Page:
WASHINGTON—The Trump administration on Tuesday imposed restrictions on carry-on electronic devices on planes coming to the United States from 10 airports in Muslim-majority countries in the Middle East and North Africa in response to terrorism threats.
The Department of Homeland Security said passengers traveling from those airports could not bring devices larger than a cellphone, such as tablets, portable DVD players, laptops and cameras, into the main cabin. Instead, they must be in checked baggage.
The new restrictions were prompted by reports that militant groups want to smuggle explosive devices in electronic gadgets, officials told reporters on a conference call on Monday.
The airports are in Cairo; Istanbul; Kuwait City; Doha, Qatar; Casablanca, Morocco; Amman, Jordan; Riyadh and Jeddah, Saudi Arabia; and Dubai and Abu Dhabi in United Arab Emirates.
Officials said the decision had nothing to do with President Donald Trump’s efforts to impose a travel ban on six majority-Muslim nations. DHS spokeswoman Gillian Christensen said the government “did not target specific nations. We relied upon evaluated intelligence to determine which airports were affected.”
On March 6, Trump signed a revised executive order barring citizens from Iran, Libya, Syria, Somalia, Sudan and Yemen from traveling to the United States for 90 days. Two federal judges have halted parts of the ban, claiming it discriminates against Muslims. Trump has vowed to appeal up to the Supreme Court if necessary.
The airports affected by the electronics rules are served by nine airlines that fly directly from those cities to the United States about 50 flights a day, senior government officials said.
The carriers—Royal Jordanian Airlines, Egypt Air, Turkish Airlines, Saudi Arabian Airlines, Kuwait Airways, Royal Air Maroc, Qatar Airways, Emirates and Etihad Airways—have until Friday to comply with the new policy, which took effect early on Tuesday and will be in place indefinitely.
Several of the carriers, including Turkish Airlines, Etihad and Qatar, said early on Tuesday that they were quickly moving to comply. Royal Jordanian and Saudi Airlines said on Monday that they were immediately putting the directive into place.
An Emirates spokeswoman said the new security directive would last until Oct. 14. However, Christensen termed that date “a placeholder for review” of the rule.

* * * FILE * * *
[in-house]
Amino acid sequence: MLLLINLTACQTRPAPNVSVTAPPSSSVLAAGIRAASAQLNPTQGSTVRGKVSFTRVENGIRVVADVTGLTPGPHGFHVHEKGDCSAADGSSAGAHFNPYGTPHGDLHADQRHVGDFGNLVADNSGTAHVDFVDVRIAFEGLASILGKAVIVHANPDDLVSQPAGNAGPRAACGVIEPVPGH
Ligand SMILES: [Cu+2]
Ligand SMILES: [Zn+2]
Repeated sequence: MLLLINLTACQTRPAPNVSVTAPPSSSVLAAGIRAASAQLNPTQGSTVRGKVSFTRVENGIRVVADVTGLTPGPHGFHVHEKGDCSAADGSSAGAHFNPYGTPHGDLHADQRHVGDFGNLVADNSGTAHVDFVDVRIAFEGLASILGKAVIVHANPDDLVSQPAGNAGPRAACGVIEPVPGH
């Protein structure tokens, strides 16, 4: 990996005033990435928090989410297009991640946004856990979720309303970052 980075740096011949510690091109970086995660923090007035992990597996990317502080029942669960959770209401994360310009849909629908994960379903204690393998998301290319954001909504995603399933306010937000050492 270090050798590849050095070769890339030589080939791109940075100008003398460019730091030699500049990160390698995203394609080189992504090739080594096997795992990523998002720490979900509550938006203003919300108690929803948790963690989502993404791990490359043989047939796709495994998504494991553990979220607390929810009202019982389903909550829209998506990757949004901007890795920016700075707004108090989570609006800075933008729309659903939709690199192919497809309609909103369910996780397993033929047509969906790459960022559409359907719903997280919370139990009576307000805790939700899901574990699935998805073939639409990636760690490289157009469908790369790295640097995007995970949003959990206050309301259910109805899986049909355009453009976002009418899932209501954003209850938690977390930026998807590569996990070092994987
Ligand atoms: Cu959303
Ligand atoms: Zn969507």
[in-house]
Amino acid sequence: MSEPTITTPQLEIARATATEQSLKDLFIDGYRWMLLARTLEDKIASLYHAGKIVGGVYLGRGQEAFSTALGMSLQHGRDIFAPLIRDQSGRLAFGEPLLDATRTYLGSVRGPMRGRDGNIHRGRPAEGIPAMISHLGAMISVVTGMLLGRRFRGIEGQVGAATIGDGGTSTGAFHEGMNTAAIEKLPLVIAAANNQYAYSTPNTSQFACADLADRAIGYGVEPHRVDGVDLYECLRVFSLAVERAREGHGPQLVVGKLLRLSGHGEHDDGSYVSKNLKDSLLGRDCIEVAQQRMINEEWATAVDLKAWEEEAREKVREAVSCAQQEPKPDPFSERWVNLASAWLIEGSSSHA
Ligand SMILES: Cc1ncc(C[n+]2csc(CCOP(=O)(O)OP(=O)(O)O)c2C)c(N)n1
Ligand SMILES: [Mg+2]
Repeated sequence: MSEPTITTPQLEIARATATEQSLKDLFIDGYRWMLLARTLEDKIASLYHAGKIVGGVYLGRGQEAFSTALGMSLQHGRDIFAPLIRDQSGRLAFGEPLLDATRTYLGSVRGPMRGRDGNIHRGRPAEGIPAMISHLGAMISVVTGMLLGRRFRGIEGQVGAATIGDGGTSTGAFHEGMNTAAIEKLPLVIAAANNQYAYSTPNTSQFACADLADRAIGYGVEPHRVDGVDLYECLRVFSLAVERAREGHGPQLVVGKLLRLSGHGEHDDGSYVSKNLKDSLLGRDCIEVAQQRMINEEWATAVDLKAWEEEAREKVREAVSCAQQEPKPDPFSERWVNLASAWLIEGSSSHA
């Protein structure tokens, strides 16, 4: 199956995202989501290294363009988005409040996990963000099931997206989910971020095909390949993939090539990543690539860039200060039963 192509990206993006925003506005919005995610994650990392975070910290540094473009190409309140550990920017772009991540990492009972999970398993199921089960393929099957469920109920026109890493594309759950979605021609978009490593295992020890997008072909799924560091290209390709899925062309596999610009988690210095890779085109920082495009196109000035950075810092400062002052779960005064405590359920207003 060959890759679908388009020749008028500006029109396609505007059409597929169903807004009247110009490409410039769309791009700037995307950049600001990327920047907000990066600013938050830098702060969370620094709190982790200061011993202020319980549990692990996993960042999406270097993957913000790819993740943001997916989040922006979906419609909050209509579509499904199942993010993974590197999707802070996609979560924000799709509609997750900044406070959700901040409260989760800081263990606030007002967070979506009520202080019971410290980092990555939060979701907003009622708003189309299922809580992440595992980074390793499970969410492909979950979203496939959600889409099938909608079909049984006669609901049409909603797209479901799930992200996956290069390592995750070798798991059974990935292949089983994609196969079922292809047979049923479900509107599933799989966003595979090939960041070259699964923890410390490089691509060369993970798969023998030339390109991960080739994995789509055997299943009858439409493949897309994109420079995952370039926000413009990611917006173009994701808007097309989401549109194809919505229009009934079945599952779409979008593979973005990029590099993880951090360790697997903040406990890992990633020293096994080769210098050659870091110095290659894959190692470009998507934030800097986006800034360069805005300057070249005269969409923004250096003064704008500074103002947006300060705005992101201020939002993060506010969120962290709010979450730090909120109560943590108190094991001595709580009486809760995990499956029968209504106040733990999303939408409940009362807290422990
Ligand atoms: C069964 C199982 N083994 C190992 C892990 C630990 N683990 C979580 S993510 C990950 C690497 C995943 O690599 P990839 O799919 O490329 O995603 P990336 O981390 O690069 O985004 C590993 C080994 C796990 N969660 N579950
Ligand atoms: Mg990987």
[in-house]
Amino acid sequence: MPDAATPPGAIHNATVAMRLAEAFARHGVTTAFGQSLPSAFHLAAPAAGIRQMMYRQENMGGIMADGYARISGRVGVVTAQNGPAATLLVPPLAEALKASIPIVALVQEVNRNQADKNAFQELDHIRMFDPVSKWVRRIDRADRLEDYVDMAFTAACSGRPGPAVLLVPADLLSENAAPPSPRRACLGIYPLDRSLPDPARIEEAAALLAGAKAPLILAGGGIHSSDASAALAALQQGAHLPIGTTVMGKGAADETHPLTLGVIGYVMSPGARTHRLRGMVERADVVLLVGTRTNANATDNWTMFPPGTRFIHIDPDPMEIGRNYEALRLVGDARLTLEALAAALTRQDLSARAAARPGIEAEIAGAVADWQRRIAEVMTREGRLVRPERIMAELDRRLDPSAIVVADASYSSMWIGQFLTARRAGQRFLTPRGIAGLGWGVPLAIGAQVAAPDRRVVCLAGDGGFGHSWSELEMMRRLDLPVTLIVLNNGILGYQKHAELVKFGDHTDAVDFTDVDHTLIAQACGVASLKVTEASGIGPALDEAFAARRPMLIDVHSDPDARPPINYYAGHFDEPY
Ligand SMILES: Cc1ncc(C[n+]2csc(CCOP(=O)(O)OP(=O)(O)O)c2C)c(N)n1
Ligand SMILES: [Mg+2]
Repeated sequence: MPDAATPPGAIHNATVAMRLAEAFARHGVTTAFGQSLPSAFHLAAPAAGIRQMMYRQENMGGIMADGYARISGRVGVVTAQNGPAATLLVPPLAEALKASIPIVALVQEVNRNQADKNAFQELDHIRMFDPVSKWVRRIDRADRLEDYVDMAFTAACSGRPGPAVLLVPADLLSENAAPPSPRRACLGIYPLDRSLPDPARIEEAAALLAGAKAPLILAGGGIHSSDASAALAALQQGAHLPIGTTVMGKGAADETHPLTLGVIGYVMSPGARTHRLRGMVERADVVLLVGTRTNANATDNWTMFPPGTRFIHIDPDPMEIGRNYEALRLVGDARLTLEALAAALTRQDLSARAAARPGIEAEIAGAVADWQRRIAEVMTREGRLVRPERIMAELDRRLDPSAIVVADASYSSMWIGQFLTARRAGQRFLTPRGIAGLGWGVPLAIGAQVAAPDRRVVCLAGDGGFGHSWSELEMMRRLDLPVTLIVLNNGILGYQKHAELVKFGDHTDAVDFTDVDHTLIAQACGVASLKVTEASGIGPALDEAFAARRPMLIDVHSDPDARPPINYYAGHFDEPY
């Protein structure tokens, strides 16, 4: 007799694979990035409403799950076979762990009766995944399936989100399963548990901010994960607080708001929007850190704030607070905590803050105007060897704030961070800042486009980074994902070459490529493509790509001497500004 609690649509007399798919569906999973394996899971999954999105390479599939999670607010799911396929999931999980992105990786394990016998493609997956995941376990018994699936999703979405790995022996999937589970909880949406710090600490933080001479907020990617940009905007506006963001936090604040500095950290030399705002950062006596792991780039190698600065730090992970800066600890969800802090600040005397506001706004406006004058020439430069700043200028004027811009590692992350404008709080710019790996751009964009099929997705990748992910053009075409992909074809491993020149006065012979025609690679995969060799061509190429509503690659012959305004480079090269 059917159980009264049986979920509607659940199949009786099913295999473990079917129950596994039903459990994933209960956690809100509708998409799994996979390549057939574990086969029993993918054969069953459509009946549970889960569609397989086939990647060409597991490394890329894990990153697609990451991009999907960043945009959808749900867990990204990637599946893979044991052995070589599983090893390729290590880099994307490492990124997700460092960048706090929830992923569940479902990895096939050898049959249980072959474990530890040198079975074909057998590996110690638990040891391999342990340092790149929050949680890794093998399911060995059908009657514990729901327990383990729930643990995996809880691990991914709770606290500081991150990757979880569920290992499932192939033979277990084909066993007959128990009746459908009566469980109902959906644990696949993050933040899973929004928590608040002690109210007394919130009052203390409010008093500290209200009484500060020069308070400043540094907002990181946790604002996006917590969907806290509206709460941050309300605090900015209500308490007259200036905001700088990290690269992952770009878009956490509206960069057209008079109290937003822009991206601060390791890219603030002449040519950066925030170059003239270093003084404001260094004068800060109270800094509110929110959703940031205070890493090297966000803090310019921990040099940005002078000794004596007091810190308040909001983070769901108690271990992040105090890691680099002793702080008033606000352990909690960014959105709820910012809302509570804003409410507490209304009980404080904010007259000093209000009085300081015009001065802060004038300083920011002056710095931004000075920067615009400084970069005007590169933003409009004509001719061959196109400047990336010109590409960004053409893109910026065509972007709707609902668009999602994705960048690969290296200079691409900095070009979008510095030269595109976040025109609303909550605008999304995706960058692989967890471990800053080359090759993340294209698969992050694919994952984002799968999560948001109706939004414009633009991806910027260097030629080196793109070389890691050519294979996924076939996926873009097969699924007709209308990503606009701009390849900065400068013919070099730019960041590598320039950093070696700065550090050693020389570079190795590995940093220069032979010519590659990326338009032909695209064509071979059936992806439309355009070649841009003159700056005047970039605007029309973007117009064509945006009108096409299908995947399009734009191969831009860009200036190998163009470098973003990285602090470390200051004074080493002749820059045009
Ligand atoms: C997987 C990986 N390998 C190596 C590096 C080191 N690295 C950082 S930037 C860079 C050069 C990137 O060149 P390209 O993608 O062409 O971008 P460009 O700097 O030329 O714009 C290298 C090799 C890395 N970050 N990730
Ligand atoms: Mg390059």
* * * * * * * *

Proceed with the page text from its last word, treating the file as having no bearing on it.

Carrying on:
The policy does not affect any American carriers because none fly directly to the United States from the airports, officials said.
Officials did not explain why the restrictions only apply to travelers arriving in the United States and not for those same flights when they leave from there.
The rules do apply to U.S. citizens traveling on those flights, but not to crew members on those foreign carriers. Homeland Security will allow passengers to use larger approved medical devices.
Angela Gittens, director general of airport association ACI World, likened the move to years-long restrictions of liquids on planes, which she said also came suddenly, in response to a perceived threat, and caused some disruption.
Airlines will adjust to the electronics policy, she said. “The first few days of something like this are quite problematic, but just as with the liquids ban, it will start to sort itself out.”
DHS said the procedures would “remain in place until the threat changes” and did not rule out expanding them to other airports.
The agency said in a statement it “seeks to balance risk with impacts to the traveling public and has determined that cellphones and smartphones will be allowed in accessible property at this time.”
The government said it was “concerned about terrorists’ ongoing interest in targeting commercial aviation, including transportation hubs over the past two years.”
Reuters reported Monday that the move had been under consideration since the U.S. government learned of a threat several weeks ago.
U.S. officials have told Reuters the information gleaned from a U.S. commando raid in January in Yemen that targeted al Qaeda in the Arabian Peninsula included bombmaking techniques.
AQAP, based in Yemen, has plotted to down U.S. airliners and claimed responsibility for 2015 attack on the office of Charlie Hebdo magazine in Paris.
The group claimed responsibility for a Dec. 25, 2009, failed attempt by a Nigerian Islamic terrorist to down an airliner over Detroit. The device, hidden in the underwear of the man, Umar Farouk Abdulmutallab, failed to detonate.
In 2010, security officials in Britain and Dubai intercepted parcel bombs sent from Yemen to the United States.
The Homeland Security Department stepped up security of U.S.-bound flights in July 2014, requiring tougher screening of mobile phones and other electronic devices and requiring them to be powered up before passengers could board flights to the United States.